“Somewhere, over the rainbow, way up tall, there’s a land where they've never heard of cholesterol.” You might have heard these words of Allan Sherman. It shows how scared human beings are of this compound that people actually dream of living in such a place that has never heard of it at all. Cholesterol is, in fact, a causative factor of heart attack but, all types of cholesterol are not harmful. In fact, cholesterol is an essential fat which supports the cell membranes and provides stability to body cells. However, some kinds of cholesterol, if present in excess, may cause coronary heart diseases also. Being insoluble in water, cholesterol is transported through blood with the help of carrier proteins. These carriers are called lipoproteins and, depending on the density of the protein, cholesterol can be LDL (low-density lipoprotein), HDL (high density lipoprotein or VLDL (very low density lipoprotein). To understand more about cholesterol, you need to understand all the types of cholesterol and the importance of each. This following section seeks to introduce you to different types of cholesterols. Take a look!
Cholesterol And Heart Disease
Learning about cholesterol is very important because it is directly associated with many serious health issues. Learning about cholesterol can help you lead a healthy life. Cholesterol is a fat, essential for the normal functioning of body cells. But if present in excess, it forms plaque in blood vessels and narrows the coronary arteries (arteries supplying blood to the heart muscles). Over a period of time, the plaque clogs the arteries and causes atherosclerosis (hardening of the arteries) which can lead to fatal heart attacks.
Different Kinds Of Cholesterol
Cholesterol is transported in the body through blood. In blood, it binds with protein and forms a cholesterol-protein complex called lipoprotein. This lipoprotein is classified into three different groups depending on the ratio of protein to cholesterol. These three types are also the major types of cholesterol found in our bodies.
High Density Lipoprotein (HDL)
High density lipoprotein or HDL is known as the ‘good cholesterol’. This compound consists of a ring of lipoprotein surrounding the cholesterol center. This association makes it denser than other cholesterols and hence the name ‘High Density Lipoprotein’. HDL is considered ‘good’ because it picks up the extra cholesterol molecules and transports them back to liver for metabolism and thus, regulates the level of cholesterol in blood. The higher the level of HDL, the lower the bad cholesterol you have in your blood.
Low Density Lipoprotein (LDL)
LDL has a single apolipoprotein (a protein that can bind with lipid) that binds with cholesterol, making it soluble in aqueous medium. It has a highly hydrophobic (water-hating) core consisting of polyunsaturated fatty acids and about 1500 esterified cholesterol molecules. LDL varies in size and density. Small LDL particles are more dangerous and increase the risk of coronary heart disease as compared to the larger LDLs.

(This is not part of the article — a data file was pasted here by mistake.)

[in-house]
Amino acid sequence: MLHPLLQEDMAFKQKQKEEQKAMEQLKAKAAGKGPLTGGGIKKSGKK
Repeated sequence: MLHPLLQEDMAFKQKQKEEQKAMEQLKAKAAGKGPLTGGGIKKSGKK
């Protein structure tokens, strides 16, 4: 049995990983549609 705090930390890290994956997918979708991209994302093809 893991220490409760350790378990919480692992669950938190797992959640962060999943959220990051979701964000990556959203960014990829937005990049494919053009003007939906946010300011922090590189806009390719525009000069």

LDL cholesterol is lighter than HDL cholesterol. Just like the HDL cholesterol, LDL cholesterol is also circulated through blood but, unlike the HDL cholesterol, it has a tendency to adhere to the wall of blood vessels. The white blood corpuscles swallow the cholesterol molecules deposited on the walls of blood vessels to protect the blood vessels. The WBCs which ingest the cholesterol molecules oxidize and get converted into toxic substances. With continuous deposition of LDL on the wall, more and more white cells migrate to this area to digest the cholesterol. These depositions, over a period of time, form plaques and impede the blood flow through the artery. Thus, when the coronary arteries that supply blood to the heart get clogged due to cholesterol, it affects the cardiac muscle cells and causes heart attack.
Very Low Density Lipoprotein (VLDL)
VLDL is another type of lipoprotein made by the liver. This lipoprotein enables fats and cholesterol to move in the bloodstream. VLDL is a very small compound with a size of 30-80 nm. It is involved in transporting triglycerides, phospholipids, cholesterol and cholesterol esters and thus, works as an internal lipid transport mechanism for the body. Though a lipid binding compound, VLDL is also identified as a contributor in increasing the risk of coronary artery diseases due to the high levels of triglycerides present in it. VLDLs contribute not only to coronary artery diseases but also increase blood pressure and may even lead to a stroke. VLDL is not mentioned during the regular check-ups of cholesterol because there is no simple, direct method to measure its level. It is usually estimated on the basis of the percentage of triglyceride in your body. Normally, VLDL cholesterol level is about 5-30 ml/dl.
Cholesterol is known and dreaded as a triggering factor of heart attacks. You now know that all cholesterol is not bad; there are some beneficial types as well which help you lead a healthy life. So, from now on, try increasing the level of good cholesterol in your blood and avoid the bad one and enjoy a happy and healthy living!